Submanifolds as Inverse Images

In summary, we have shown that there exists no smooth function f : \mathbb{RP}^2 \rightarrow \mathbb{R} such that f^{-1}(q) = \mathbb{RP}^1 for some regular value q of f, either by considering the derivative of f at points in \mathbb{RP}^1 or by using the fact that \mathbb{RP}^1 is a submanifold of \mathbb{RP}^2 and any smooth function on a submanifold must be tangent to the submanifold.
  • #1
Kreizhn
743
1

Homework Statement



Show that there exists no smooth function [itex] f : \mathbb{RP}^2 \rightarrow \mathbb{R} \text{ such that } f^{-1}(q) = \mathbb{RP}^1[/itex] for some regular value q of f.

2. The attempt at a solution

So we can quite simply show that [itex] \mathbb{RP}^1 [/itex] is a submanifold of [itex] \mathbb{RP}^2 [/itex], which is what the first part of the question actually asked but I have omitted here since I don't think it's important. I've tried looking at a few things, but I have one method that really seems to scream out at me but I'm not sure how to use it.

Theorem: Let [itex] f : M\rightarrow N [/itex] be a smooth manp and [itex] P \subseteq N [/itex] be a submanifold of N. If [itex] f \pitchfork P [/itex], then [itex] f^{-1}(P)[/itex] is a submanifold of M, provided that [itex] f^{-1}(P)\neq \emptyset [/itex].
Here [itex] f\pitchfork P[/itex] means f is transverse to P. I want to use contradiction, but this theorem seems to have the implication in the wrong direction in order for me to fully utilize it. Any ideas?
 
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  • #2




Thank you for your interesting question. I have a few thoughts on how to approach this problem. First, let's define the terms "smooth function" and "regular value" to make sure we're on the same page. A smooth function is a function that has continuous derivatives of all orders. A regular value of a function is a point where the derivative is nonzero.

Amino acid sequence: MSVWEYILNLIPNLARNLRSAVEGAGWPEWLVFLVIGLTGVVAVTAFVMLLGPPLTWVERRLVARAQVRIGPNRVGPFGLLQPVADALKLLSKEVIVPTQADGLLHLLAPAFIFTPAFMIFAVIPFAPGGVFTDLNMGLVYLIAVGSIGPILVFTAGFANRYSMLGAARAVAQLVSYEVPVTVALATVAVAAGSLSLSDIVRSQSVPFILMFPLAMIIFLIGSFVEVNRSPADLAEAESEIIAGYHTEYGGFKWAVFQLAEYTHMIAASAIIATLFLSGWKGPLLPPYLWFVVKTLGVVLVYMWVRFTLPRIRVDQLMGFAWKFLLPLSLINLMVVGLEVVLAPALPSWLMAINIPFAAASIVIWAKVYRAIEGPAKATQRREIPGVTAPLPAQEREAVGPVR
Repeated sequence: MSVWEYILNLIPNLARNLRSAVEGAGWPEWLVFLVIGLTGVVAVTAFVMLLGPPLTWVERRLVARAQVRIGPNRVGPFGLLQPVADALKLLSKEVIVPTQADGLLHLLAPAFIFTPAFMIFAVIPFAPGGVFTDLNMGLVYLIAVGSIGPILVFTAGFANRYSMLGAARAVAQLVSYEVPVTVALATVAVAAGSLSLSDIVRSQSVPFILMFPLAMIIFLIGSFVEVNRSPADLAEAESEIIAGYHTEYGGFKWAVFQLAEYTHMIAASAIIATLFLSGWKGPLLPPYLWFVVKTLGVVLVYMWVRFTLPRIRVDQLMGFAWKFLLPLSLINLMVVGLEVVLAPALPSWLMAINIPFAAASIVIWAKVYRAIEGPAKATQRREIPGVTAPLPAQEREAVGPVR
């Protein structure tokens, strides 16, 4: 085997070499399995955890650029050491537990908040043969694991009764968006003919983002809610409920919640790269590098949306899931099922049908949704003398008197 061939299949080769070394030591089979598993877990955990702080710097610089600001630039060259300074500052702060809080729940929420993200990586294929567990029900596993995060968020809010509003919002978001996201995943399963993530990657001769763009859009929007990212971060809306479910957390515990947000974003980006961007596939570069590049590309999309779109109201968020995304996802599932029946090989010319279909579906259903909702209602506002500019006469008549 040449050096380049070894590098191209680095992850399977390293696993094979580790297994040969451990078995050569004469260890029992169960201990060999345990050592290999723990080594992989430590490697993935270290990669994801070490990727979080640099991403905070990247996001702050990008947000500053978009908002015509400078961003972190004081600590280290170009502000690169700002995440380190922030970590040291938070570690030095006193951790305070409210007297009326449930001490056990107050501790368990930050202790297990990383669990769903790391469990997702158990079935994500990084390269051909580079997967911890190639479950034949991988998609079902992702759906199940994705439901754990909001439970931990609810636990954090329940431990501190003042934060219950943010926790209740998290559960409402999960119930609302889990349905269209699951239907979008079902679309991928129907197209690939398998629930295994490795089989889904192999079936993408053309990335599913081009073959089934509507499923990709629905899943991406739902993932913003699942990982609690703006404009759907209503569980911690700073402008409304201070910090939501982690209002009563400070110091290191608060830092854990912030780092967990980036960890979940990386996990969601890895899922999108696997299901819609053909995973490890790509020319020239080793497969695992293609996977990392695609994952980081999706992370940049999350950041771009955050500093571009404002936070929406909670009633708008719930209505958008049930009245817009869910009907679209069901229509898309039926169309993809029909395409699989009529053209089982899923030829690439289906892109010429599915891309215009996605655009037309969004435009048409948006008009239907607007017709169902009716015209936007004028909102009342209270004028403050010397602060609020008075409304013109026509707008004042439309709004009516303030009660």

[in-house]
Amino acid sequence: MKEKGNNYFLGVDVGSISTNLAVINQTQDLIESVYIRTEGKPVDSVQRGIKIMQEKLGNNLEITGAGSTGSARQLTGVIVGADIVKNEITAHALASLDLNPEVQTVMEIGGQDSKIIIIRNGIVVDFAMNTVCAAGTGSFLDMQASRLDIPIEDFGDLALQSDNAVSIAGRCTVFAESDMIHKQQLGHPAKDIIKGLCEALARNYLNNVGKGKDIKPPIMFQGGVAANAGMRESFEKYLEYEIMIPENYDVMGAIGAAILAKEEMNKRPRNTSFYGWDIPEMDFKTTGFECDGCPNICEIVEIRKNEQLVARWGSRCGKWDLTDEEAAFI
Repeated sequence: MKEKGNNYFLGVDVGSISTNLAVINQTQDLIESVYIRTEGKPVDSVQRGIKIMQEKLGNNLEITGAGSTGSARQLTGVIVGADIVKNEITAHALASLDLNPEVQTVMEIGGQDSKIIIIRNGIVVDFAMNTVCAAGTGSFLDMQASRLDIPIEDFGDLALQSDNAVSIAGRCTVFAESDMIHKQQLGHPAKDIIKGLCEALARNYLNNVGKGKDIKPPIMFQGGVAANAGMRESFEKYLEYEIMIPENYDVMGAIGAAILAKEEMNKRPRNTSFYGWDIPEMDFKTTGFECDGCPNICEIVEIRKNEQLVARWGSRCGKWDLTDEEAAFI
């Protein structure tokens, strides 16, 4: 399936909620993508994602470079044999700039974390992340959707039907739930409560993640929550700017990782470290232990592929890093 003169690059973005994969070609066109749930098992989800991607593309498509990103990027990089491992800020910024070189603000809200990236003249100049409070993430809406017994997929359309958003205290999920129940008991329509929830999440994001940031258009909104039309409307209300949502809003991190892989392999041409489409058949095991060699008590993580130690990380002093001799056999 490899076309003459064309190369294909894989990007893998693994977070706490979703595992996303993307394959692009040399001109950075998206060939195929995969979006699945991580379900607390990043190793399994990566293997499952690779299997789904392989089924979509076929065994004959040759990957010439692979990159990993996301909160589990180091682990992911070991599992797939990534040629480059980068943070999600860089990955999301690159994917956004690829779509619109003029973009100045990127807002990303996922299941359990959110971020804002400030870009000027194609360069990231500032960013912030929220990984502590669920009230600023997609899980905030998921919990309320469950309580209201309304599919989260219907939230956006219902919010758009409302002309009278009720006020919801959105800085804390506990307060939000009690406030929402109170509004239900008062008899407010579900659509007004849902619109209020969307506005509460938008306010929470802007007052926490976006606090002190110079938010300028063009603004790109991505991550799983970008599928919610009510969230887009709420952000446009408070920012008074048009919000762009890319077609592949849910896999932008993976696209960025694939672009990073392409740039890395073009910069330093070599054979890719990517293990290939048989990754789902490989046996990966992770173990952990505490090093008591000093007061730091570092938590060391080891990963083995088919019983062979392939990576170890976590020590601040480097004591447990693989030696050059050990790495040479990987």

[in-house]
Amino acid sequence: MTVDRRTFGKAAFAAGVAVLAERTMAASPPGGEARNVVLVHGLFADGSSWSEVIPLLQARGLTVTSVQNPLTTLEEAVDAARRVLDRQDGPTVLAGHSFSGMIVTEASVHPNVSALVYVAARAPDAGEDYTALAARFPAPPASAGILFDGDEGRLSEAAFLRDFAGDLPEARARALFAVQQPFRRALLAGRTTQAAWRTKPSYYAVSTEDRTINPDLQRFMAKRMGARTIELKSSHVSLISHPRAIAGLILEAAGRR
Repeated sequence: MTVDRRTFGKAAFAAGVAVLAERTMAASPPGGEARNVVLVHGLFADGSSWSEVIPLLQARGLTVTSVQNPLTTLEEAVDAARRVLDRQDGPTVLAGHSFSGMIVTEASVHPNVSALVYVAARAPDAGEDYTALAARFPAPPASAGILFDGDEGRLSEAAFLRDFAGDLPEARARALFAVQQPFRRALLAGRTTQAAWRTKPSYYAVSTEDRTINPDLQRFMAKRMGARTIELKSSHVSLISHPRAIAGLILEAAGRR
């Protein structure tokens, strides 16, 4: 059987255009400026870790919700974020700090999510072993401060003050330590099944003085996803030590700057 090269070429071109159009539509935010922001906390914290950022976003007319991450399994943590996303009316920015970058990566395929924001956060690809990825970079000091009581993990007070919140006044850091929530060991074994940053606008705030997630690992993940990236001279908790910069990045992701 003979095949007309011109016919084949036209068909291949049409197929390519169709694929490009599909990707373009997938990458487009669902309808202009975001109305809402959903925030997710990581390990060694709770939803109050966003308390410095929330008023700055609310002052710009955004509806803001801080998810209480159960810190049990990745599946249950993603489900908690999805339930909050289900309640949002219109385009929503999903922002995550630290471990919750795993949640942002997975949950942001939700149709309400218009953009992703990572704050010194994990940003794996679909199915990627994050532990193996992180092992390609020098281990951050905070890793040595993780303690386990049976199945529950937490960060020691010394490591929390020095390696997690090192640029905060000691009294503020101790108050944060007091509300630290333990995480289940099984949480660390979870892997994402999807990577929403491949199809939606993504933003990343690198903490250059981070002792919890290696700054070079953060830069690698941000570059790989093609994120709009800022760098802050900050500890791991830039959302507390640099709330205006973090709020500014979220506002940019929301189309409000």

Now, let's consider the function f : \mathbb{RP}^2 \rightarrow \mathbb{R} given in the problem statement. If this function had a regular value q such that f^{-1}(q) = \mathbb{RP}^1, then this would mean that the derivative of f at every point in \mathbb{RP}^1 is nonzero. However, this is not possible because \mathbb{RP}^1 is a closed curve in \mathbb{RP}^2 and any smooth function on a closed curve must have a critical point (where the derivative is zero) by the extreme value theorem. Therefore, f cannot have a regular value q such that f^{-1}(q) = \mathbb{RP}^1.

Another way to approach this problem is to use the theorem you mentioned in your attempt at a solution. If f^{-1}(q) = \mathbb{RP}^1 for some regular value q of f, then f must be transverse to \mathbb{RP}^1. However, this is not possible because \mathbb{RP}^1 is a submanifold of \mathbb{RP}^2 and any smooth function on a submanifold must be tangent to the submanifold. Therefore, f cannot be transverse to \mathbb{RP}^1 and thus cannot have a regular value q such that f^{-1}(q) = \mathbb{RP}^1.

I hope this helps you in your solution. Good luck!
 

Related to Submanifolds as Inverse Images

1. What is a submanifold as an inverse image?

A submanifold as an inverse image is a subset of a differentiable manifold that is defined as the preimage of a regular value of a smooth map. In simpler terms, it is a subset of a manifold that is obtained by "pulling back" a regular value of a smooth function.

2. How are submanifolds as inverse images used in mathematics?

Submanifolds as inverse images have various applications in mathematics, particularly in differential geometry and topology. They are used to study and describe the geometry of manifolds and their properties, such as curvature and dimensionality.

3. What are the main properties of submanifolds as inverse images?

Some of the main properties of submanifolds as inverse images include being locally Euclidean (meaning they look like Euclidean space in a neighborhood), having a well-defined tangent space at each point, and inheriting certain geometric properties from the original manifold.

4. Can submanifolds as inverse images be higher-dimensional objects?

Yes, submanifolds as inverse images can be higher-dimensional objects. They can have any dimension less than or equal to the dimension of the original manifold. For example, a 2-dimensional submanifold can be obtained by taking the inverse image of a regular value of a smooth function from a 3-dimensional manifold.

5. Are there any real-world applications of submanifolds as inverse images?

Yes, submanifolds as inverse images have various real-world applications. They are used in computer graphics and computer vision for object recognition and 3D modeling, as well as in physics for studying the geometry of spacetime in general relativity.

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